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St. Petersburg cautiously reopens as COVID-19 positivity rate remains below 5 percent

If it climbs higher, city officials aren't afraid to put restrictions back in place for safety.

ST. PETERSBURG, Fla. — After more than two weeks of staying below a 5-percent COVID-19 positivity rate, St. Petersburg on Monday reopened several of its city offices and facilities.

“I’m very glad to see we are opening up,” Ann Puffer said.

For months, Puffer, like so many others, has had to do without something she loves: a trip to the city’s library. On Monday, she was back.

“It’s still nice to come and browse and find something that’s a surprise,” she said.

St. Petersburg’s libraries, recreation centers and most city offices are re-opening with some minor limitations. Libraries, for example, are capping browsing and computer time at 45 minutes. Curbside services are still available.

The city’s recreation centers are open, including gyms and room rentals, but they are not resuming classes just yet.

“Anytime you take a step toward opening a little more there’s always a bit of nerves that come with that,” St. Petersburg Mayor Rick Kriseman said.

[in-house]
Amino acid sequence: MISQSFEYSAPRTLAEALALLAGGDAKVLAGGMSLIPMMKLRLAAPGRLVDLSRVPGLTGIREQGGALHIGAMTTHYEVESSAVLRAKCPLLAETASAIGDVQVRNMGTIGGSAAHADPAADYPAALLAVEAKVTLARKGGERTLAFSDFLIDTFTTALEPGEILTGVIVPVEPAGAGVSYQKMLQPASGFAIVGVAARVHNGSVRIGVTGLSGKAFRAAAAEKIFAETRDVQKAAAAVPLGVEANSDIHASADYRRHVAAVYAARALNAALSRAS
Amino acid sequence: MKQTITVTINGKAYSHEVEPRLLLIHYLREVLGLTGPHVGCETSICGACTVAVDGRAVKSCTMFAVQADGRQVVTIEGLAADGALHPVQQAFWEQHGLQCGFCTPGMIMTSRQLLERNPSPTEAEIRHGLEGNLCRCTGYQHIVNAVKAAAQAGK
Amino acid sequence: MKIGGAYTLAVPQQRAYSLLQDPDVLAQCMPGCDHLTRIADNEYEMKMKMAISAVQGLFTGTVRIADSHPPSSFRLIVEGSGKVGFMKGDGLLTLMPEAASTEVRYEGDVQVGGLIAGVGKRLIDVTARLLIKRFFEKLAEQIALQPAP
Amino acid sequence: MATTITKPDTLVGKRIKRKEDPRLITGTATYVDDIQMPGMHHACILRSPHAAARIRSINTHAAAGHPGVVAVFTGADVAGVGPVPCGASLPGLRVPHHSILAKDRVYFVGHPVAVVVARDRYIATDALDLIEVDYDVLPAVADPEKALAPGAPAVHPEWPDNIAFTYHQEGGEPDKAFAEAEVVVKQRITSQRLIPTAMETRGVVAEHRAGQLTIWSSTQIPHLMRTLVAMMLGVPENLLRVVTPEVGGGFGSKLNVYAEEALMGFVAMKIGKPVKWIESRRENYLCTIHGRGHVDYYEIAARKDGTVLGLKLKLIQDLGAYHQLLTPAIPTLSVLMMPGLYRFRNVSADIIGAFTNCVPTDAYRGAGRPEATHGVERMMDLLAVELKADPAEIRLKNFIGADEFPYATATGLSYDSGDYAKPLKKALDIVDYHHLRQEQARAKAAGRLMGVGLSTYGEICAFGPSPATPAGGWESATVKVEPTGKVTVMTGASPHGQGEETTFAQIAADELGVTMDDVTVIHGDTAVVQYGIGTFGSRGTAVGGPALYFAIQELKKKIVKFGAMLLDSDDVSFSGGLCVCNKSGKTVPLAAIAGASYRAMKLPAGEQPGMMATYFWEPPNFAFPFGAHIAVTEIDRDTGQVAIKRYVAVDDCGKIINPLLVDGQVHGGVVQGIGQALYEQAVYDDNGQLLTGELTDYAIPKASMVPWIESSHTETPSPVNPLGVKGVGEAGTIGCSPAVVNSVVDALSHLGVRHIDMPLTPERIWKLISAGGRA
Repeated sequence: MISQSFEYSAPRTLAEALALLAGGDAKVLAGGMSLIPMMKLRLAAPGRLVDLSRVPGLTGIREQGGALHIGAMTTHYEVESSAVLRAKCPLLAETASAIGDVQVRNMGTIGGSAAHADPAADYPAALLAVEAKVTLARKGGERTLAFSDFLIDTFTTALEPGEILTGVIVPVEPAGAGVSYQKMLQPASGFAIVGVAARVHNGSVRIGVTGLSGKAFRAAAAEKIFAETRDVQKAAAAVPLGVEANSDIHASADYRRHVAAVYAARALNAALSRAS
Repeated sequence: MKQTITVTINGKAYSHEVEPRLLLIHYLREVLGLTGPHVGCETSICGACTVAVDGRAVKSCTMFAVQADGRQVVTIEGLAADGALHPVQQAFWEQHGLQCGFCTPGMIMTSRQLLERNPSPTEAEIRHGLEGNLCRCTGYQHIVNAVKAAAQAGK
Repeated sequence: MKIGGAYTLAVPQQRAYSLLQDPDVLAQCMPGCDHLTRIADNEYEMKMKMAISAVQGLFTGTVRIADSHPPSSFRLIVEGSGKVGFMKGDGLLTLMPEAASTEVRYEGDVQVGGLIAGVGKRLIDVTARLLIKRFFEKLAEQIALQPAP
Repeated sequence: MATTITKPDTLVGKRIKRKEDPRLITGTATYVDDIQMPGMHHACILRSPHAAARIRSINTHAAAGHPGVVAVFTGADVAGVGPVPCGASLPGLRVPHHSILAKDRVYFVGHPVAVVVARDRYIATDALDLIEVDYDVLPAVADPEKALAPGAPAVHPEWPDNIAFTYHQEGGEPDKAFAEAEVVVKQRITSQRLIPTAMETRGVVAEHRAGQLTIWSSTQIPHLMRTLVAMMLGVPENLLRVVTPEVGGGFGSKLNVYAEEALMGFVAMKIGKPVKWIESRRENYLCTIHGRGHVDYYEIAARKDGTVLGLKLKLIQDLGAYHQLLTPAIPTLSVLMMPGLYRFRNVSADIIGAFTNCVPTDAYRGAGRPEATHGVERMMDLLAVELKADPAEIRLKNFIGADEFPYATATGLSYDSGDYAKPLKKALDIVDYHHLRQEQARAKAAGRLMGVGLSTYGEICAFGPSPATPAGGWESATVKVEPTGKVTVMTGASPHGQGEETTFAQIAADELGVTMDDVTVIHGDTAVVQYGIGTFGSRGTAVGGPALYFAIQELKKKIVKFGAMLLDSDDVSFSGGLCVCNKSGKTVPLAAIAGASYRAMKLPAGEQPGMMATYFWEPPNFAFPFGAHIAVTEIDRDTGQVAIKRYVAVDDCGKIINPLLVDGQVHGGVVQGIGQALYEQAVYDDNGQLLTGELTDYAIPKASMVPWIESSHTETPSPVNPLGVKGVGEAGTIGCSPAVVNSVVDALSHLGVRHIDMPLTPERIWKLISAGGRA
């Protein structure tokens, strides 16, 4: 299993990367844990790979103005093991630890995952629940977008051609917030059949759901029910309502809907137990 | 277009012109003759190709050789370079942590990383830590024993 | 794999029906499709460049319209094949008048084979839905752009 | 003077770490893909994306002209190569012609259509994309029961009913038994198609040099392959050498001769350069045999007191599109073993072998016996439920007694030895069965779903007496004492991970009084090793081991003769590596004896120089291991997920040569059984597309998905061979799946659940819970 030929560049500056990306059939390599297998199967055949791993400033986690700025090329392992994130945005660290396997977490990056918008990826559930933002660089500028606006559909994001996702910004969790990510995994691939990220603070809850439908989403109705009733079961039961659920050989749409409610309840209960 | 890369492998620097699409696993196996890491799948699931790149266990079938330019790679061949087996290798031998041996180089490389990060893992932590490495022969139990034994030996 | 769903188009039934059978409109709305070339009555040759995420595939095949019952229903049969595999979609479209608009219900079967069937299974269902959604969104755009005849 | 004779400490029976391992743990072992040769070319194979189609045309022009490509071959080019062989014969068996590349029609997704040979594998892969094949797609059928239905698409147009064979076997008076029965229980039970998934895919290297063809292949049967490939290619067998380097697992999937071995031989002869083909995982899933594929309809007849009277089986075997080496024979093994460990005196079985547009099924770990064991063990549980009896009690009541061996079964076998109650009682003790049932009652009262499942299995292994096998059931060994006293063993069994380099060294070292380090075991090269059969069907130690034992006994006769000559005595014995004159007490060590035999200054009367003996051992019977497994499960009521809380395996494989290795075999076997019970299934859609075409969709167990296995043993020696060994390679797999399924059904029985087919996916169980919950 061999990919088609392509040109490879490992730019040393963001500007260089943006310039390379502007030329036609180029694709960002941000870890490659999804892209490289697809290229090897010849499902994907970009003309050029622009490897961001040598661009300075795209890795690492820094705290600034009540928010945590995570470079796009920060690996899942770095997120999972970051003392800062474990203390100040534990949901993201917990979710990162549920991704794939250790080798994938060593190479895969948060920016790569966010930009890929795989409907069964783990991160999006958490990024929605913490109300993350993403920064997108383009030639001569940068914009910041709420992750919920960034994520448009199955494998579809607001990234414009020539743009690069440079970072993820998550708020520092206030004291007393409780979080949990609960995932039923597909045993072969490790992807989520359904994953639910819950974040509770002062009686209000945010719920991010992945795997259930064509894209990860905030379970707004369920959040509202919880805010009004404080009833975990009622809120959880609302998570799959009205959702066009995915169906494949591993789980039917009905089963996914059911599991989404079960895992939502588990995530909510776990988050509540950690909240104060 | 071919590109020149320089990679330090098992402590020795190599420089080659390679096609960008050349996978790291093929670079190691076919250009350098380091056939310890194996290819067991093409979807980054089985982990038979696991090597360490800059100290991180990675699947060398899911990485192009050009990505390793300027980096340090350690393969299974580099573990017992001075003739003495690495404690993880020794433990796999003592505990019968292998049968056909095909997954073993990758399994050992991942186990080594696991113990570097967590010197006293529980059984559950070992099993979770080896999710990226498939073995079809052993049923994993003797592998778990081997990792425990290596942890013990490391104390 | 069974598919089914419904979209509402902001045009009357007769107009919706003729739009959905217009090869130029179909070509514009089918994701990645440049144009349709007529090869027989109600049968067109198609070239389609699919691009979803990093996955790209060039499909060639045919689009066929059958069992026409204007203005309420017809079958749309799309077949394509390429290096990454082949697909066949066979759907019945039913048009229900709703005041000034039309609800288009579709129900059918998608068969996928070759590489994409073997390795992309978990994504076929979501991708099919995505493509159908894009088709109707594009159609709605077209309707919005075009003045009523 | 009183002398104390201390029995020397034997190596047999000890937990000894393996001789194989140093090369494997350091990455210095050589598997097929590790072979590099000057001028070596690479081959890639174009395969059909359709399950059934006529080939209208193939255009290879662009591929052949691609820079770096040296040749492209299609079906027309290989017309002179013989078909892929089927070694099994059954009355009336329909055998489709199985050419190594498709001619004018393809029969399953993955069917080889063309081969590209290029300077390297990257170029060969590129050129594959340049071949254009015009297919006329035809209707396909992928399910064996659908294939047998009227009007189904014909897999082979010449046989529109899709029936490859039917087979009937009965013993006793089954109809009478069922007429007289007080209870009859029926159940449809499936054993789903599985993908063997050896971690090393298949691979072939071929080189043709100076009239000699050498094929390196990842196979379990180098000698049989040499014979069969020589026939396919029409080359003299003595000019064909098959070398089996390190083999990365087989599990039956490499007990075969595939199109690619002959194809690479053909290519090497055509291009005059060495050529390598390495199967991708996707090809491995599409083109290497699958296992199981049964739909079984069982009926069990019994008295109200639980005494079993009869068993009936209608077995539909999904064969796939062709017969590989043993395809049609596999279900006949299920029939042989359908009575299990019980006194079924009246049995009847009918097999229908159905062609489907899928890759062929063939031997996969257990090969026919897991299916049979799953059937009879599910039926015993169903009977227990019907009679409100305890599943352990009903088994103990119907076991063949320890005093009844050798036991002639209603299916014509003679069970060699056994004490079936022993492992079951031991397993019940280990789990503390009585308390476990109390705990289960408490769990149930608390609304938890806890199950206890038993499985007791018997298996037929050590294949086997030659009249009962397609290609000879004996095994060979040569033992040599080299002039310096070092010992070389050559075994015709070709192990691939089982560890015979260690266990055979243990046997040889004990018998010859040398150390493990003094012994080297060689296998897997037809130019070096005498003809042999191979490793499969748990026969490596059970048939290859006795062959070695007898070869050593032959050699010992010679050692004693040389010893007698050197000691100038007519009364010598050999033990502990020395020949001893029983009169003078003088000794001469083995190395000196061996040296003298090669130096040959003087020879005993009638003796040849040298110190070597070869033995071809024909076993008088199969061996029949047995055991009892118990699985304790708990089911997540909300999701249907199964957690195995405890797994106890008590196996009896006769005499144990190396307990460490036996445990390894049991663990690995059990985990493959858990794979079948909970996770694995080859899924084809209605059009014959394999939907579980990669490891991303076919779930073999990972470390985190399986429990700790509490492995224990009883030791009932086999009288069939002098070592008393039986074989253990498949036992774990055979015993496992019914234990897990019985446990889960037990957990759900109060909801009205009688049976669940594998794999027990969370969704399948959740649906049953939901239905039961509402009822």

Kriseman says with a two-week positivity rate under 5 percent the time was right. Still, he urges people not to become complacent.

Those holding events need to show they have a plan that includes masks and other steps that follow CDC guidelines.

“We are hoping that our community doesn’t get too comfortable into lax,” Kriseman said. “It’s not that time to take our foot off the pedal and start posting again. We still have to be vigilant in what we’re doing.”

The city’s municipal golf courses have been and remain open. The city is also once again accepting requests and applications from people and organizations that want to schedule events on city-owned property.

Just because the city turned the switch back on, it doesn’t mean it can’t be dialed back if St. Petersburg's rolling two-week average reaches 5 percent or higher again, officials warn.

“We want to be open, but we want to be smart. So, we are taking it slow and trying to take it smart and do it the right way so that we don’t have to backtrack,” Kriseman said.

The first big tests for the city’s reopening plan are just days away.

Their first food truck rally since the shutdown will take place Oct. 16. And while this year’s Come Out St. Pete event won’t have a parade, they are planning a street festival on Oct. 17.

“Just getting out and coming to the beautiful places in Saint Pete,” Puffer said. “I’m glad to see we are opening up.”

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